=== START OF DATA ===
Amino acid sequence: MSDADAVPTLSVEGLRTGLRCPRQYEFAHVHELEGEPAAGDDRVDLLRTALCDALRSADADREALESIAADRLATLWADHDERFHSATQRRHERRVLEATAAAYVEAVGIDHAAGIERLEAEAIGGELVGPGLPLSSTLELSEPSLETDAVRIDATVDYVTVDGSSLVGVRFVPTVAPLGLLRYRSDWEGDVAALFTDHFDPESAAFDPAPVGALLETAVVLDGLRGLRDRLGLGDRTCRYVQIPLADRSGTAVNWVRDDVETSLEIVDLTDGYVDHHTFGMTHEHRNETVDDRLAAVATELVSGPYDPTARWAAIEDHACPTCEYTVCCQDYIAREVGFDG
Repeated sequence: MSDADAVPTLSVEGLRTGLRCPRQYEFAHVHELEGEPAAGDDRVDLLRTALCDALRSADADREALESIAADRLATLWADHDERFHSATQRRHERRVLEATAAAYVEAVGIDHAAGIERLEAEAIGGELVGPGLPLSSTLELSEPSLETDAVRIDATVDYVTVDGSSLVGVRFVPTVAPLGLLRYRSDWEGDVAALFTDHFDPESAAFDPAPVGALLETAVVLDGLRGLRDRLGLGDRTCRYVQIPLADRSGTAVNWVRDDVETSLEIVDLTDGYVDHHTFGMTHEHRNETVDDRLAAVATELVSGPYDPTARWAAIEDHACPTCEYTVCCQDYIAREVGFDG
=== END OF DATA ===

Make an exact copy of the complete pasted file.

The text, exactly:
Amino acid sequence: MSDADAVPTLSVEGLRTGLRCPRQYEFAHVHELEGEPAAGDDRVDLLRTALCDALRSADADREALESIAADRLATLWADHDERFHSATQRRHERRVLEATAAAYVEAVGIDHAAGIERLEAEAIGGELVGPGLPLSSTLELSEPSLETDAVRIDATVDYVTVDGSSLVGVRFVPTVAPLGLLRYRSDWEGDVAALFTDHFDPESAAFDPAPVGALLETAVVLDGLRGLRDRLGLGDRTCRYVQIPLADRSGTAVNWVRDDVETSLEIVDLTDGYVDHHTFGMTHEHRNETVDDRLAAVATELVSGPYDPTARWAAIEDHACPTCEYTVCCQDYIAREVGFDG
Repeated sequence: MSDADAVPTLSVEGLRTGLRCPRQYEFAHVHELEGEPAAGDDRVDLLRTALCDALRSADADREALESIAADRLATLWADHDERFHSATQRRHERRVLEATAAAYVEAVGIDHAAGIERLEAEAIGGELVGPGLPLSSTLELSEPSLETDAVRIDATVDYVTVDGSSLVGVRFVPTVAPLGLLRYRSDWEGDVAALFTDHFDPESAAFDPAPVGALLETAVVLDGLRGLRDRLGLGDRTCRYVQIPLADRSGTAVNWVRDDVETSLEIVDLTDGYVDHHTFGMTHEHRNETVDDRLAAVATELVSGPYDPTARWAAIEDHACPTCEYTVCCQDYIAREVGFDG